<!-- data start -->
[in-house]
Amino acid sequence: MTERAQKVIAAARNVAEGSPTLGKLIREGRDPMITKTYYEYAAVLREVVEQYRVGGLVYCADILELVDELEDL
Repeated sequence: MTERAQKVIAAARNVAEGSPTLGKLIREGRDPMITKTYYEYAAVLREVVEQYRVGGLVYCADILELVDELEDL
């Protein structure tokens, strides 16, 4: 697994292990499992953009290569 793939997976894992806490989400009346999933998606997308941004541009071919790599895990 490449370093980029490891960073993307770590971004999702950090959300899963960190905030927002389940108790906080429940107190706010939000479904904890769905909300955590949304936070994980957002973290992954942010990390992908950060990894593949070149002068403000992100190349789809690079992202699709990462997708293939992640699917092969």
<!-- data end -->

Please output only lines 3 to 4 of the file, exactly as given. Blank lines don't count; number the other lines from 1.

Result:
Repeated sequence: MTERAQKVIAAARNVAEGSPTLGKLIREGRDPMITKTYYEYAAVLREVVEQYRVGGLVYCADILELVDELEDL
């Protein structure tokens, strides 16, 4: 697994292990499992953009290569 793939997976894992806490989400009346999933998606997308941004541009071919790599895990 490449370093980029490891960073993307770590971004999702950090959300899963960190905030927002389940108790906080429940107190706010939000479904904890769905909300955590949304936070994980957002973290992954942010990390992908950060990894593949070149002068403000992100190349789809690079992202699709990462997708293939992640699917092969």